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West Virginia State capitol building in Charleston. (Image: Noel Benadom via Flickr)

West Virginia editorial roundup

Recent editorials from West Virginia newspapers:


July 18

The Herald-Dispatch on an anti-drug law:

Lawmakers in Washington are exclaiming they took major action this week to combat the opioid drug abuse problem plaguing the nation, but they haven’t earned a hearty slap on the back just yet. They may have taken a step toward a meaningful response to the epidemic that in 2014 killed 47,000 people across the country, but it fell well short of a full one.

The U.S. Senate on Wednesday overwhelmingly added its stamp of approval to the Comprehensive Addiction and Recovery Act, marking the final legislative action needed to send the compromise legislation to President Obama for his signature. The White House said the president would sign it.

The legislation creates grants and other programs aimed at addressing drug abuse, especially heroin and opioids contained in powerful pain-killing prescription drugs. Among the bill’s components are more resources for addiction treatment, prevention and education, alternative sentencing options such as drug courts, expanded availability of the overdose-reversing drug naloxone, and development of new guidelines for prescribing opiates.

Any response at all is of keen interest to West Virginia, which has been hit hard by drug addiction and has the nation’s highest overdose death rate. It’s worth noting that U.S. Sens. Joe Manchin and Shelley Moore Capito of West Virginia had a significant hand in helping to shape the legislation, including a “consumer education” amendment from Manchin to better inform the public of the dangers or powerful prescription drugs. Also contributing was U.S. Rep. Evan Jenkins of Huntington, whose Nurturing and Supporting Healthy Babies Act was included in the final legislation. It is aimed at improving care for babies born with neonatal abstinence syndrome because of exposure to drugs during pregnancy.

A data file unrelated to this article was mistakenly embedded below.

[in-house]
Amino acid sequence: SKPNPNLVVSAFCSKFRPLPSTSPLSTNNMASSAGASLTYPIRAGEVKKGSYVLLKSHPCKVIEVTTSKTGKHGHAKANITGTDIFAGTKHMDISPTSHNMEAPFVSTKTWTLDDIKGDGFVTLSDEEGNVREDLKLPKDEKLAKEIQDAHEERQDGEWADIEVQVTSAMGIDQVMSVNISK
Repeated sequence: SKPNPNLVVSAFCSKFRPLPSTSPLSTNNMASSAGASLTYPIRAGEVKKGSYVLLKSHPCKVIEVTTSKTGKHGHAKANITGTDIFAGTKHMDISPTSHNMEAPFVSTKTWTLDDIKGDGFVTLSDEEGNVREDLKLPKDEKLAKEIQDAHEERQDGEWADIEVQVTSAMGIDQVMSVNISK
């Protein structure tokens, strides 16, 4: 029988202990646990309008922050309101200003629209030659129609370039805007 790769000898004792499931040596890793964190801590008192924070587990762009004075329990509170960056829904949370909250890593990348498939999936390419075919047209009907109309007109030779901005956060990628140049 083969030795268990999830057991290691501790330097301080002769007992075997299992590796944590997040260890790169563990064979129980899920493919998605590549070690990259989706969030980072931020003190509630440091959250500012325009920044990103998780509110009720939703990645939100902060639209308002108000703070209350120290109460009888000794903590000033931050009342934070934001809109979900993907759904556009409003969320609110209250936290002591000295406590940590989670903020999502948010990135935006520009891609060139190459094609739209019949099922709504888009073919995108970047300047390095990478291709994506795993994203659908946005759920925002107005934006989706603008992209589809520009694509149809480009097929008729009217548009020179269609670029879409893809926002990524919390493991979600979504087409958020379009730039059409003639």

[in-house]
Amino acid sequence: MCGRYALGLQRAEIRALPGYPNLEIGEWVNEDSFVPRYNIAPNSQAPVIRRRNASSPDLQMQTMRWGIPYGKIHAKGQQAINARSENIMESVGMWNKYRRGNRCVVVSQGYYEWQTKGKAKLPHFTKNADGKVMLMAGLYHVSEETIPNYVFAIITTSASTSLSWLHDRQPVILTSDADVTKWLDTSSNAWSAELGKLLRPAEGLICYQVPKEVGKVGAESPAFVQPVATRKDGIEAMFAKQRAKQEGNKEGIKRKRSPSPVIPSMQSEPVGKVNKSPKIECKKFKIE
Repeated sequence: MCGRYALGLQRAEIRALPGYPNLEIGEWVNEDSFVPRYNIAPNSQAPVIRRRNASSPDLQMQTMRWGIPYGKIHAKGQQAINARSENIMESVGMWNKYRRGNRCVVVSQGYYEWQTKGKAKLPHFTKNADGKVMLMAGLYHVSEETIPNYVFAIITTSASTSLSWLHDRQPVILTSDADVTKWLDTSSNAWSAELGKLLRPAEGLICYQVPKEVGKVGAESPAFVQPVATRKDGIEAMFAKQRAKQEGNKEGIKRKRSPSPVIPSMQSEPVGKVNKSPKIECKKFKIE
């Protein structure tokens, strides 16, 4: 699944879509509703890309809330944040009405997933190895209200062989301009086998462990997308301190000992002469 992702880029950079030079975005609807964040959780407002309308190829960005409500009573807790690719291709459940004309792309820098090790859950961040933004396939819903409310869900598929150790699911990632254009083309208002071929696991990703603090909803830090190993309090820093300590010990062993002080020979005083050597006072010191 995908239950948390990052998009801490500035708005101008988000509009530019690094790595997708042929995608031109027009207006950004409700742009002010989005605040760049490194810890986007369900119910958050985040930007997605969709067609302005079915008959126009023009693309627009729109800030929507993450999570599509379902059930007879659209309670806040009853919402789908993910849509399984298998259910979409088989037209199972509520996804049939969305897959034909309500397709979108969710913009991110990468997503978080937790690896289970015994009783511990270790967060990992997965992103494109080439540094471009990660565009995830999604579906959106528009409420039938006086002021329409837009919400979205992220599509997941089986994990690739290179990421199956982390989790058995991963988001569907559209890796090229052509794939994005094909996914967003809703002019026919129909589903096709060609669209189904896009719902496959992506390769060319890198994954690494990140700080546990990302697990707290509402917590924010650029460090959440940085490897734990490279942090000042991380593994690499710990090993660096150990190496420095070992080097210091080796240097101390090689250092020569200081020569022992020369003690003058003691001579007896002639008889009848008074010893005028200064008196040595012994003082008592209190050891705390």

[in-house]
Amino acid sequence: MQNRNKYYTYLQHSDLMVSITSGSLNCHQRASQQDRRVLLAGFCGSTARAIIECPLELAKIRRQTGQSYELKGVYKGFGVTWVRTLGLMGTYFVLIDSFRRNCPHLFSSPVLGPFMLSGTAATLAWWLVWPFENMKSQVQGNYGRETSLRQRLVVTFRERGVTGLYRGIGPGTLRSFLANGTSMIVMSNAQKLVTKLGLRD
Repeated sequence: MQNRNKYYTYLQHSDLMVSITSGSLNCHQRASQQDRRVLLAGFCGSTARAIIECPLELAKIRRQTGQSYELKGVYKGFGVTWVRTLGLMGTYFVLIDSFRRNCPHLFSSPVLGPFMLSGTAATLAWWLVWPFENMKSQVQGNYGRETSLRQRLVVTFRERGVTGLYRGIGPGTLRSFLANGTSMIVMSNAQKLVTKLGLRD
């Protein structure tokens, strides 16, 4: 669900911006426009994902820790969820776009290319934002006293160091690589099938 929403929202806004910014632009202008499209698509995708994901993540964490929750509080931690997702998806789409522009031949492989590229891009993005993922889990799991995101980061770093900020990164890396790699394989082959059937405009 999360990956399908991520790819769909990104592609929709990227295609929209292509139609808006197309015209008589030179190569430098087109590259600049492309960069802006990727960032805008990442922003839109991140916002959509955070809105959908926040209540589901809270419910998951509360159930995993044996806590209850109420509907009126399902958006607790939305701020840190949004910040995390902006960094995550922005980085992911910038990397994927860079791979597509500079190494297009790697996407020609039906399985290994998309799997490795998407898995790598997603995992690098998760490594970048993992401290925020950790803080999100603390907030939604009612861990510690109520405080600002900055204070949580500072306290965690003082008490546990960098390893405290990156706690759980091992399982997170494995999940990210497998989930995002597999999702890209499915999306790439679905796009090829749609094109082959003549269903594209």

At this point, though, the legislation amounts to little more than a game plan, albeit a sound one. The bill sent to Obama provides $181 million in new funding. That equates to less than $75 for each of the estimated 2.5 million Americans with opioid abuse problems and addiction to heroin. That won’t get it done.

Democrats in Congress criticized what they called a lack of funding contained in the bill, as has Obama. But the expectation apparently is that lawmakers will approve nearly $500 million for opioid programs in the next budget year, according to U.S. Sen. Rob Portman, R-Ohio. And Jenkins, also a Republican, said Thursday that he will be working in the U.S. House to allocate “billions” into addiction recovery efforts called for in the act.

Considering the magnitude of the problem and the millions of live affected, “billions” is what it will take. Let’s hope lawmakers take the next big step to provide adequate resources so that they truly do deserve credit for this legislation.




July 17

The Bluefield Daily Telegraph on an energy bill that includes a renewed focus on clean-coal technology:

For the first time in more than a decade, Congress is considering a common sense, all-of-the-above energy bill that includes a renewed focus on clean-coal technology.

Area lawmakers argue that the comprehensive legislation will lead to more jobs and revenue in energy-producing states like West Virginia and Virginia.

The Senate’s Energy and Policy Modernization Act was advanced last week to a House-Senate conference committee.

The bill includes several provisions that U.S. Senator Shelley Moore Capito, R-W.Va., and U.S. Sen. Joe Manchin, D-W.Va., have been fighting for, including research and development for Carbon Capture Utilization and Storage (CCUS) technologies and pipeline modernization.

The U.S. Senate voted by an impressive margin of 84 to 3 last week to conference with the U.S. House of Representatives on the measure. Following the vote, Capito predicted that lawmakers are “one step closer to getting the bill across the finish line and signed into law” this year.

In addition to Capito, Manchin worked to secure several key clean-coal technology amendments into the proposed legislation.

“We have not had a major energy bill since 2005, so I am pleased that Congress is moving this process forward and sending this comprehensive energy bill to conference committee,” Manchin added. “I encourage all of my colleagues to support the critical measures I included in the Senate bill that ensure it is truly comprehensive. It is crucial for America’s continued success that we establish an all-of-the-above energy portfolio that utilizes all of our domestic resources and we must face the fact that coal will play an integral role in producing our electricity for decades to come.”